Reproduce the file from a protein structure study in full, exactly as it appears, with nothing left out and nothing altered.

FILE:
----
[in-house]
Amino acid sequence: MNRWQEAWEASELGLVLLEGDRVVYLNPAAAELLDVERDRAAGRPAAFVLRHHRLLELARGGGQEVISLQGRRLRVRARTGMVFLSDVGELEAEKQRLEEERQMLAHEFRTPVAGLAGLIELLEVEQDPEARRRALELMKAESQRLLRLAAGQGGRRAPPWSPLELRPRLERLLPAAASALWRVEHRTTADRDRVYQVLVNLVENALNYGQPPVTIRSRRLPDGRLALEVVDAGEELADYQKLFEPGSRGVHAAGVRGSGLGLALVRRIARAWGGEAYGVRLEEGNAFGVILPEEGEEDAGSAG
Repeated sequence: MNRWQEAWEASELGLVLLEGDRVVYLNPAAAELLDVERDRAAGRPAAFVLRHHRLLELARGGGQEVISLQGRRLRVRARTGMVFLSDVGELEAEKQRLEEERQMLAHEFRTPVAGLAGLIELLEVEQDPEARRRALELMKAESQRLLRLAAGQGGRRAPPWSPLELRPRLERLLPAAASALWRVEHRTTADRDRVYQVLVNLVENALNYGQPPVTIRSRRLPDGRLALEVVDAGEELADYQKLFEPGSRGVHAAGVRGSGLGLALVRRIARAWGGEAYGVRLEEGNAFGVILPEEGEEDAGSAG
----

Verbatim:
[in-house]
Amino acid sequence: MNRWQEAWEASELGLVLLEGDRVVYLNPAAAELLDVERDRAAGRPAAFVLRHHRLLELARGGGQEVISLQGRRLRVRARTGMVFLSDVGELEAEKQRLEEERQMLAHEFRTPVAGLAGLIELLEVEQDPEARRRALELMKAESQRLLRLAAGQGGRRAPPWSPLELRPRLERLLPAAASALWRVEHRTTADRDRVYQVLVNLVENALNYGQPPVTIRSRRLPDGRLALEVVDAGEELADYQKLFEPGSRGVHAAGVRGSGLGLALVRRIARAWGGEAYGVRLEEGNAFGVILPEEGEEDAGSAG
Repeated sequence: MNRWQEAWEASELGLVLLEGDRVVYLNPAAAELLDVERDRAAGRPAAFVLRHHRLLELARGGGQEVISLQGRRLRVRARTGMVFLSDVGELEAEKQRLEEERQMLAHEFRTPVAGLAGLIELLEVEQDPEARRRALELMKAESQRLLRLAAGQGGRRAPPWSPLELRPRLERLLPAAASALWRVEHRTTADRDRVYQVLVNLVENALNYGQPPVTIRSRRLPDGRLALEVVDAGEELADYQKLFEPGSRGVHAAGVRGSGLGLALVRRIARAWGGEAYGVRLEEGNAFGVILPEEGEEDAGSAG